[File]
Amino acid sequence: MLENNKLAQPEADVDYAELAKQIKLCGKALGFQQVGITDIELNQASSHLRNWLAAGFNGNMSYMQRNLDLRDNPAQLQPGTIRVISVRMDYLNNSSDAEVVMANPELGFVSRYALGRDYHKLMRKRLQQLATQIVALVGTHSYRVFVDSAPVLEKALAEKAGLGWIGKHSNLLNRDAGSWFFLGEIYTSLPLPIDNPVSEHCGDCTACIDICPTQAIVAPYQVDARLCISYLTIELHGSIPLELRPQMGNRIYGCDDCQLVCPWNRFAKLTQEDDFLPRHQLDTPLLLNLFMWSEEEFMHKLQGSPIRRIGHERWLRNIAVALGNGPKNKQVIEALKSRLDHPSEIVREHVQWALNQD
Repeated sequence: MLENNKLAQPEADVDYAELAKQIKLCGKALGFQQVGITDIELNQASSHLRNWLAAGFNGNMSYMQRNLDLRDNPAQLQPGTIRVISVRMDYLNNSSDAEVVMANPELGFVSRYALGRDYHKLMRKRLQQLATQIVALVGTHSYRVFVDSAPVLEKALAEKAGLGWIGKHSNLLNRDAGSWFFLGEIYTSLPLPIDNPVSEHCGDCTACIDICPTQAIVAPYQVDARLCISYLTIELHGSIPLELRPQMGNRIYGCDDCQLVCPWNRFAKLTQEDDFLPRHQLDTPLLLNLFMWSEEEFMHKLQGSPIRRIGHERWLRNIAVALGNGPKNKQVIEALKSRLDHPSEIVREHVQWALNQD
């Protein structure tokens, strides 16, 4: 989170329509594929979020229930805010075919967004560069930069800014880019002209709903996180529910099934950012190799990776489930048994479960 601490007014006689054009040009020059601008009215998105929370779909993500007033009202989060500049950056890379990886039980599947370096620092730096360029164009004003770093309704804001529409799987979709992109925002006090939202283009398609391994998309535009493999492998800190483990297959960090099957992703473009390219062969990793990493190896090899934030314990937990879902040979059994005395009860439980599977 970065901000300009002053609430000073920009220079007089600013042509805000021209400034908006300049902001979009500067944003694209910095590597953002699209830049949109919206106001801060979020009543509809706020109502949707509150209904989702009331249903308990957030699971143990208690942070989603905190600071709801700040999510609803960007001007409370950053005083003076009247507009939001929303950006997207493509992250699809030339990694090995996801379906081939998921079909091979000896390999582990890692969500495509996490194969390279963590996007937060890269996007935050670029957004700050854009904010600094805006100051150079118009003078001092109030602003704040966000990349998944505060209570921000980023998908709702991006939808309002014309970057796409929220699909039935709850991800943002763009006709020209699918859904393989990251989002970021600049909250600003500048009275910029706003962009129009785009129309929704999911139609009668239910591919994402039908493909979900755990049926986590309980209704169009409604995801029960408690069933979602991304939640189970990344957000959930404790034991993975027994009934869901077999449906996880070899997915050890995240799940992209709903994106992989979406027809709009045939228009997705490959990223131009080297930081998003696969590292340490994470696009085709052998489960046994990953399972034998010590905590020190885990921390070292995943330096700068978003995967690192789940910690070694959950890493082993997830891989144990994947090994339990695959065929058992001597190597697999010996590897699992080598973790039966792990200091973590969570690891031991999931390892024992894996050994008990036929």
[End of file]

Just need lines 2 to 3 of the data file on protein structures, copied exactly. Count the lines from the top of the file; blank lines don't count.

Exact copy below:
Repeated sequence: MLENNKLAQPEADVDYAELAKQIKLCGKALGFQQVGITDIELNQASSHLRNWLAAGFNGNMSYMQRNLDLRDNPAQLQPGTIRVISVRMDYLNNSSDAEVVMANPELGFVSRYALGRDYHKLMRKRLQQLATQIVALVGTHSYRVFVDSAPVLEKALAEKAGLGWIGKHSNLLNRDAGSWFFLGEIYTSLPLPIDNPVSEHCGDCTACIDICPTQAIVAPYQVDARLCISYLTIELHGSIPLELRPQMGNRIYGCDDCQLVCPWNRFAKLTQEDDFLPRHQLDTPLLLNLFMWSEEEFMHKLQGSPIRRIGHERWLRNIAVALGNGPKNKQVIEALKSRLDHPSEIVREHVQWALNQD
């Protein structure tokens, strides 16, 4: 989170329509594929979020229930805010075919967004560069930069800014880019002209709903996180529910099934950012190799990776489930048994479960 601490007014006689054009040009020059601008009215998105929370779909993500007033009202989060500049950056890379990886039980599947370096620092730096360029164009004003770093309704804001529409799987979709992109925002006090939202283009398609391994998309535009493999492998800190483990297959960090099957992703473009390219062969990793990493190896090899934030314990937990879902040979059994005395009860439980599977 970065901000300009002053609430000073920009220079007089600013042509805000021209400034908006300049902001979009500067944003694209910095590597953002699209830049949109919206106001801060979020009543509809706020109502949707509150209904989702009331249903308990957030699971143990208690942070989603905190600071709801700040999510609803960007001007409370950053005083003076009247507009939001929303950006997207493509992250699809030339990694090995996801379906081939998921079909091979000896390999582990890692969500495509996490194969390279963590996007937060890269996007935050670029957004700050854009904010600094805006100051150079118009003078001092109030602003704040966000990349998944505060209570921000980023998908709702991006939808309002014309970057796409929220699909039935709850991800943002763009006709020209699918859904393989990251989002970021600049909250600003500048009275910029706003962009129009785009129309929704999911139609009668239910591919994402039908493909979900755990049926986590309980209704169009409604995801029960408690069933979602991304939640189970990344957000959930404790034991993975027994009934869901077999449906996880070899997915050890995240799940992209709903994106992989979406027809709009045939228009997705490959990223131009080297930081998003696969590292340490994470696009085709052998489960046994990953399972034998010590905590020190885990921390070292995943330096700068978003995967690192789940910690070694959950890493082993997830891989144990994947090994339990695959065929058992001597190597697999010996590897699992080598973790039966792990200091973590969570690891031991999931390892024992894996050994008990036929």